A man and a young girl are camping in a forest. Surrounded by tall, luscious green trees, footing their way through dewy ferns and bracken, the pair gather food, light a fire, cook their meal, and settle down to camp. Gradually, through a series of clues, you pick up that this young survivalist dad and his capable, sturdy daughter aren’t in the park for the weekend; they live here, with their handful of books, gas cooker and their rainwater catcher. Are they hiding? What secret keeps them away from society? In these initial scenes you get not only a sense of the bond between father and daughter, built up through actions, body language and a few exchanged words, but an understanding of how careful Debra Granik is in her storytelling; how confident in her ability to let events unfold without overburdening them with metaphors or sentiment.
The father (Ben Foster), we understand, is a recovering soldier with PTSD, who can no longer stand to live in society; he has brought up his intelligent and sensitive daughter well. Through a series of events, the pair eventually come to the attention of social services, however, and the bulk of the film’s story is taken up with their painful rehabilitation into normal civilisation, and the ways this tests the father-daughter bond. Debra Granik takes us through this with terrific sensitivity and attention to detail, and a loopily satirical eye for the oddities of small-town America. We see Will, the father, obligated to take a job, helping out on a Christmas tree farm; Tom, his daughter (played with great commitment and emotion by Thomasin McKenzie) meets young people her age, and bonds over competitive pet rabbit training. The two attend a church service, filmed with something like bewilderment, as the two outcasts attempt to understand the rituals and flag-waving around them. The film has a teasing eye for the absurd, which is visible in the pet names (a fluffy rabbit called Chainsaw; a dog named Willie Nelson), or in an astonishing scene of Christmas trees being airlifted by noisy helicopters and dropped on the ground in huge bundles near Will, triggering his disorder.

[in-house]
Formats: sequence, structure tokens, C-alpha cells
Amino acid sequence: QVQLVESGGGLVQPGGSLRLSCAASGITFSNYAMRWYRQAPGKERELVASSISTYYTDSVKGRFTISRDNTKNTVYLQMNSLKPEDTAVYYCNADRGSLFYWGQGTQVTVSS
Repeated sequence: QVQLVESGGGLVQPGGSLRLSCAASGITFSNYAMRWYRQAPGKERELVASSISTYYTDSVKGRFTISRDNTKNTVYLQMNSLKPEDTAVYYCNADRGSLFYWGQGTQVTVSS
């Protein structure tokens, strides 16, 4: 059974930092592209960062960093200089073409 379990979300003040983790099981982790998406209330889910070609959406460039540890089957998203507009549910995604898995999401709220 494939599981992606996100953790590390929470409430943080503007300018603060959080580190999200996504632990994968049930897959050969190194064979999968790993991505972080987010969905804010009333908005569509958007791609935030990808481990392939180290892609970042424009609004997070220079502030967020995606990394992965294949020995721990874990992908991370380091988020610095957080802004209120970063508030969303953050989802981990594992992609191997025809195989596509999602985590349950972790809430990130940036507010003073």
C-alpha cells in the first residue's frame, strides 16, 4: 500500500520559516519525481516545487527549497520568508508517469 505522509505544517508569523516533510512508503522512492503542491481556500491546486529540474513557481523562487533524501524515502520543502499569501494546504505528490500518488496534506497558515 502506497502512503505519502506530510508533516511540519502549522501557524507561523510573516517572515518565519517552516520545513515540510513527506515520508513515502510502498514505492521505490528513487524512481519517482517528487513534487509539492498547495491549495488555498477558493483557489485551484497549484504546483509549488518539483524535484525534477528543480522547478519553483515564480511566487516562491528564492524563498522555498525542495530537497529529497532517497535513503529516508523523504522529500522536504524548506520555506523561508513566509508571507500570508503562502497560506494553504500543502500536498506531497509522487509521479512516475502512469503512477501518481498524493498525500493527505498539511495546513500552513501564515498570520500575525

Eventually, Will and his daughter find themselves on the run again, but this time with their ties severely impacted, as Tom has found a taste for company and Will cannot abide it. Debra Granik derives so much tension from this dynamic, showing how it preys on the poor girl, and how close to abuse their situation has unwittingly become, as her loving father keeps her from a world that could do her good. Granik is aided in this by a tremendously skillful showing from McKenzie, who shoulders a lot of the film’s action and proves a perfect, tremulous foil for Ben Foster’s taciturn performance. McKenzie’s delivery is hushed and considered. Her voice is high-pitched; whispering: this imbues all of her lines with real doubt, and makes her so moving when she resolves to stand up to her father. The interplay between the two could not be bettered, as Foster wisely chooses to play second fiddle to this delicate performance, by keeping all his emotions inward, and hiding his vulnerability behind curtailed mannerisms.
There’s a lot to watch and enjoy in this film that takes the time to look at faces properly and that constructs a totally believable world of misfits and underdogs — the good people of trailer parks who live at a remove from the America we see on television. A beekeeper showing Tom her hive; two people playing a guitar duet in a forest clearing: these are the people that Granik gives her full attention to. There’s pleasure to be taken in seeing a world realised so convincingly, even as the story of a growing disconnection is playing out before our eyes. Granik’s film is political — of course it is — because it glances at the forgotten of America, the war-tormented and the dispossessed. If the world is unbearable to Will but inviting to Tom, it’s because Granik is so searching and so forgiving — her humanity enables her to see us at once as we are and as we could be.
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